MOSCOW -- President Boris N. Yeltsin demanded more power yesterday at the opening of the Russian Congress and he probably won't get it.
But opponents who had hoped to cripple his government, perhaps overturn it, put two crucial questions up to a vote first thing yesterday and lost them both.
One concerned the constitutionality of Mr. Yeltsin's authority; the other would have set in motion a vote of no confidence in his Cabinet.
This still leaves the anxiously awaited Seventh Congress of People's Deputies with plenty to wrangle over. The fate of Mr. Yeltsin's acting prime minister, Yegor Gaidar, the architect of many of the most painful economic policies, is just one issue to be decided.
But the truly fundamental questions about Russia's course toward a market economy are not now on the agenda.
This session of the Congress pits democrats allied with Mr. Yeltsin against the overwhelmingly conservative members of the supreme legislature at a decisive moment in the course of the reforms away from a Communist economy. With inflation running high, and industrial production still declining, Mr. Yeltsin's handling of the economy is growing increasingly unpopular.
Plenty of unkind words flowed throughout the day yesterday. Plenty of stark pictures were painted. More than 1,000 delegates from across Russia converged on the Kremlin, in bitter cold, for the semi-annual session of Russia's most powerful legislative body, and as they swept past demonstrators of various political hues they weren't in a kindly mood.
But Ruslan Khasbulatov, the troublesome speaker of the Congress, may have uttered the most accurate analysis on the day's events and the prospects for the remainder of the session: There is no other government to support and the state of affairs, he said, "dooms us to cooperation."
Battle lines were drawn, naturally, and there must eventually be winners and losers. The key issue that emerged yesterday is whether the legislature will have the power to confirm appointments to Mr. Yeltsin's Cabinet, which it does not now have.
Mr. Yeltsin opposes the idea. He wants to take power away from the legislature during a period of "stabilization." He may not prevail. Even his allies concede that a loss wouldn't be the end of democracy or market reforms.
The president spoke shortly after the session opened. He was conciliatory for a few minutes and then got down to business.
Too many legislators, he said, are concerned only with their careers or with acquiring power. The regular parliament, or Supreme Soviet, is trying to wrest powers from the Cabinet that it shouldn't have, he said. There's an unwillingness in the legislature, he said, to look for compromise. There's no mutual understanding. He said Russia needs a break from political intrigue and demanded a transitional period of 12-18 months in which the Congress would only worry about changes to the constitution while he took sole responsibility for economic reform.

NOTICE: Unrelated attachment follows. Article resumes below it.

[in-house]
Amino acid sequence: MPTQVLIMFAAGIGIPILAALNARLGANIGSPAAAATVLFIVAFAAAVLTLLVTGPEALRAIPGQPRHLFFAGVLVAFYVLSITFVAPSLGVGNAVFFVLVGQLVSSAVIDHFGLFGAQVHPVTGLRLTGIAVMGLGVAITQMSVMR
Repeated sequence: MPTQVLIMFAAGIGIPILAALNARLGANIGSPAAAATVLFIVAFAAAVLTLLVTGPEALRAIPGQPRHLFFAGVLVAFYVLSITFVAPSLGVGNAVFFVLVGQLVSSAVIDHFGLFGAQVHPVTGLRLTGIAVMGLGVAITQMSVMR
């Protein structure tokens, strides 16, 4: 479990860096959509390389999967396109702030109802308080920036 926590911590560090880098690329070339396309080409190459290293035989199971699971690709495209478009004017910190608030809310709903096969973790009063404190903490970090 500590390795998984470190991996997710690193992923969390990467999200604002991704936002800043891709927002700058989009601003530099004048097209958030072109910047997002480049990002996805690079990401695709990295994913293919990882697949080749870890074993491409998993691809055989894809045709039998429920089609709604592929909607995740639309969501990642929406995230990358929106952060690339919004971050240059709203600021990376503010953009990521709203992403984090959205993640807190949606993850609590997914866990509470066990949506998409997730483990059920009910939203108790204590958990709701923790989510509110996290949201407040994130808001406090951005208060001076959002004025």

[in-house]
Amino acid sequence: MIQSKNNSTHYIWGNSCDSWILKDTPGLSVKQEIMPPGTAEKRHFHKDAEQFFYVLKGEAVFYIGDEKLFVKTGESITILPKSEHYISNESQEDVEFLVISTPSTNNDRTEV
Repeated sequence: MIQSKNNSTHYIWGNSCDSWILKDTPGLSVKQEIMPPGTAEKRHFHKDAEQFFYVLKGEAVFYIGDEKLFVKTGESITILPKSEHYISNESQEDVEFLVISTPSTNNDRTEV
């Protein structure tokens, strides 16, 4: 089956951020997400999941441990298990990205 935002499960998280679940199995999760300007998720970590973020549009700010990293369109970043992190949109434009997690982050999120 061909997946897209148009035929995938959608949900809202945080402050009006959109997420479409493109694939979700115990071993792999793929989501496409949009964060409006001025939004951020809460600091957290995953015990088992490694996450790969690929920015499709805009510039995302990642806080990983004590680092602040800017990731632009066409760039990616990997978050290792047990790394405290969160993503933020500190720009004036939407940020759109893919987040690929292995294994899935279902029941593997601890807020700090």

If the Congress agreed to that, and to postpone legislative oversight of the Cabinet, he said, then he would be willing to give up his power to rule by decree.
Mr. Yeltsin said the reform program needs more time to work. There have been mistakes, he said, but already there are some encouraging signs in the economy. Still, he said, inflation and the fall-off in production remain as serious problems.
"The house is still being built and it is surrounded by scaffolding, piles of trash and building materials," he said. "But it would be a big mistake to look at the results so far and say that this is the final outcome."
The legislators seemed unimpressed by the arguments for more power. "He has put an end to himself as a democratic president," said Nikolai Pavlov, of the extreme National Salvation Front. "It means another authoritarian regime in Russia."
"For the majority of the deputies, those points are impossible to digest," said Vassily Lipitsky, of the much more important Civic Union. A stabilization period is a fine idea, he said, but the deputies are very unlikely to give up any power.
In fact, he argued, legislative oversight of the Cabinet would provide some assurance that government programs are actually carried out, because they would have a broader constituency. This same point was made in a speech by Mr. Khasbulatov, the speaker. He said Mr. Yeltsin could get along quite well without extraordinary powers.
Sergei Yushenkov, a Yeltsin ally, conceded that even democrats find it hard to argue against a parliamentary role in appointments.
"The president offered something that's impossible in order in the end to obtain something that's quite possible," he suggested compromises, in other words, on such other issues as private land ownership or the deadlines under which the parliament must act.
The Congress did agree to discuss the status of the prime minister. Currently, Mr. Gaidar is acting prime minister, having been appointed by Mr. Yeltsin without parliament's approval.
If the Congress refuses to confirm him in the position, he could remain for up to three months as acting prime minister, and then be reappointed over and over again.
It is outcomes like that that depress strong critics like Mr. Pavlov. "I expect nothing from this Congress," he said. "The deputies are incapable of making decisions."